I have never been so freaking cold. I don’t know where or how you find “enlightenment” — but there’s no way I’m going to obtain enlightenment in an igloo. No one else seems to mind; these people are all about suffering. You’re not allowed to want anything — not even a blanket. (I want a burger and a blanket). But the white jumpsuit lady, Veni Devvi, begins the class with a soothing voice, soaked in peace and detachment, and then she stretches my gimpy neck pinched tight from annoyances of corporate America. It feels better immediately. She’s magic. Me likey Veni Devvi. As the class progresses, we warm up, but mainly, we’re just rolling around on the floor like toddlers. This whole thing is just really weird.
Interestingly enough, all the effortless yoga makes us really hungry. You have no idea how much energy all that rolling around takes up. Plus, I’m actually really psyched for the organic/locally grown everything vegetarian dinner. As we walk into the dining hall, shoes first removed — these people just love being barefoot; I can’t believe there isn’t a foot fungus pandemic in this place — we pick up a round wooden bowl and hold it close to our hearts. I mean, that’s what everyone else is doing – so we follow.
As I take my place in line, I look around the room, and it feels like every communist here is staring right through my vacuous soul. Like they can read my mind – I hate this place; I want to put my shoes on; I need a cigarette and Frappucino and also a glass of Cabernet. I feel like I’ve just been admitted to a low security women’s penitentiary. I’m just waiting for someone to pull out the blade and stab me in the rib cage. I mean, it’s not like they conduct a background check before admitting people here. And a lot of these guys — with long hair and faces unshaven for years faces look just like Charles Manson, and, over there, I see a Squeaky Fromme. I just know this was a huge mistake. Thank God I brought eager beaver Olivia with me.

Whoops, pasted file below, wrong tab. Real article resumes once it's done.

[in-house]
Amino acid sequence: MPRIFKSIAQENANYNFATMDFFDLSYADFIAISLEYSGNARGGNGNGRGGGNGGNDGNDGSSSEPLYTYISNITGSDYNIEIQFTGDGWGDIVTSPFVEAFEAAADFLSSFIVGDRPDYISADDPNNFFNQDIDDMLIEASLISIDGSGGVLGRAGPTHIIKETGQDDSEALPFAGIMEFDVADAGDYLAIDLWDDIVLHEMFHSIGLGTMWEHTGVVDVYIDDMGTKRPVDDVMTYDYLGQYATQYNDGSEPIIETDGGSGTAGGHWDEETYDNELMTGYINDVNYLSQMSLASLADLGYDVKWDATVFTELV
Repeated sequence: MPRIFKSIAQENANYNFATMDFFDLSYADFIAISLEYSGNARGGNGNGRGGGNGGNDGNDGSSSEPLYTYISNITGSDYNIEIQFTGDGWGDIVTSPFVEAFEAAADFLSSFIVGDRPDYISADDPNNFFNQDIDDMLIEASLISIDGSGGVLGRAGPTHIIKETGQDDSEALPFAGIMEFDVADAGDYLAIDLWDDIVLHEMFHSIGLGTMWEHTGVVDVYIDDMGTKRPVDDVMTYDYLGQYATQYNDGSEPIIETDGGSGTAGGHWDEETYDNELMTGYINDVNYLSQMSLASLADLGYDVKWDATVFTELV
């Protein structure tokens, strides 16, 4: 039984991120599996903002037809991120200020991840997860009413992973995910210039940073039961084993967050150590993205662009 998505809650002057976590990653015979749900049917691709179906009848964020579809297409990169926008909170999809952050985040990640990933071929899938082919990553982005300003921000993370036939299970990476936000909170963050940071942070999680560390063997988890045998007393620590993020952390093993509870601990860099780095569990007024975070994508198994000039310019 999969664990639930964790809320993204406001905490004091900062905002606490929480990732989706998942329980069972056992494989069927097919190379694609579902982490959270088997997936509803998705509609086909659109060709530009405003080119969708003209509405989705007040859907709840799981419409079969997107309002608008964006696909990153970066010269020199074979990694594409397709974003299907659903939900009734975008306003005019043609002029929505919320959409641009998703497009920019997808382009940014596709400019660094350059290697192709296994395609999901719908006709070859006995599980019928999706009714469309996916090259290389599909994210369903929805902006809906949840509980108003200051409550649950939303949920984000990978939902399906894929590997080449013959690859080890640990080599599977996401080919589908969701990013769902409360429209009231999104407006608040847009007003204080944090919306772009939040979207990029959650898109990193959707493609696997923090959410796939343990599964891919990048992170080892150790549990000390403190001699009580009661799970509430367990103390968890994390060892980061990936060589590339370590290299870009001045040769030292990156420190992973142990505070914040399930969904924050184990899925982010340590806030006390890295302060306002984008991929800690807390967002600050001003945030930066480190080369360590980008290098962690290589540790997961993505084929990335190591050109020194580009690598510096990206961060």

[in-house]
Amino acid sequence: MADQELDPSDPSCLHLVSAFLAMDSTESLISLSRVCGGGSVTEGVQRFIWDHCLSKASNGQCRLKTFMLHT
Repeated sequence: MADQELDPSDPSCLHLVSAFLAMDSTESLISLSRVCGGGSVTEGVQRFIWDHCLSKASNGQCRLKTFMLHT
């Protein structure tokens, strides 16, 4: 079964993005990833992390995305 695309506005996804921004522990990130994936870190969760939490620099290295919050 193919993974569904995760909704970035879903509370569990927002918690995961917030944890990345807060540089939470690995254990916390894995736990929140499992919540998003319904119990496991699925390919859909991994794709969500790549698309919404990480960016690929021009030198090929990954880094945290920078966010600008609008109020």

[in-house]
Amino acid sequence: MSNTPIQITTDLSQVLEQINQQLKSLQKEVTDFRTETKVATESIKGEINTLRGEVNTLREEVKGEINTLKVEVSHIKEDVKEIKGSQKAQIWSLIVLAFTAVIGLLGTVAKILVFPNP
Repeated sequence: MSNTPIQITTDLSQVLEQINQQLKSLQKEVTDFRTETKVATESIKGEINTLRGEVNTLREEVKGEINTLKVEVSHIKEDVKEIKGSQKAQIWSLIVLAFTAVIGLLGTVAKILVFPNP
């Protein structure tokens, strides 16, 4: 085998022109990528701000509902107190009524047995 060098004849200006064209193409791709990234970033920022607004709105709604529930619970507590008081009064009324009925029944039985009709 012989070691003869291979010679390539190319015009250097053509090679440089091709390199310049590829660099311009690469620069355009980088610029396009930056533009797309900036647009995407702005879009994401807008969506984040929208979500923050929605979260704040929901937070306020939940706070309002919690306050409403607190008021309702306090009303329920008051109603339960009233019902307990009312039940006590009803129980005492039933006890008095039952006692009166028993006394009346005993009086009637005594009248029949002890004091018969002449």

I exit the line holding my wooden bowl closely and sit down quietly at the long rectangular table that faces a stage. I look over at the left corner. There sits what looks like a baby Jesus in a car seat. Not a very good Jesus. It looks like a girl. Not a very good manger either. I take out my notebook and draw a cross and write “NOT.” I point at the paper, grabbing Olivia’s wrist and nod at the stage. What a disgraceful depiction of our Main Man.
The walls are draped with black and white photos of the spiritual types: Gandhi, Martin Luther King, the guru in orange (he gets a lot of press here), and someone who looks like the Ayatollah Khomeini. (By the way, when did we decide that Iran was “peaceful”? Didn’t they take our people hostage?)
And then… there is that girl doll in the car seat. I suddenly feel fiercely protective of my Christian roots. Jesus is getting screwed here. But I keep to my bok choy, kale and chickpeas. I look for the butter and salt and pepper but there isn’t a condiment to be found. They don’t go for condiments here. If I keep eating this bland food, I’m going to drop five pounds in four days. Excellent. Olivia shoves the chickpeas down her throat with glee. She’s so annoying.
“Are you kidding me?” I write on my notebook pad. I refuse to remain silent. “This food is awful. ”
“Thank God I brought my Luna bars and all my pills. I am going to knock myself out when we get back.” I write her another note.
Muscle relaxer + Lunesty + (Zanny if things get really bad).
We have been here 2.5 hours.
The quest to find enlightenment during the recession continues later this week.
Earlier: The Depression Is So Freaking Depressing (Part I)
The Depression Is So Freaking Depressing (Part II)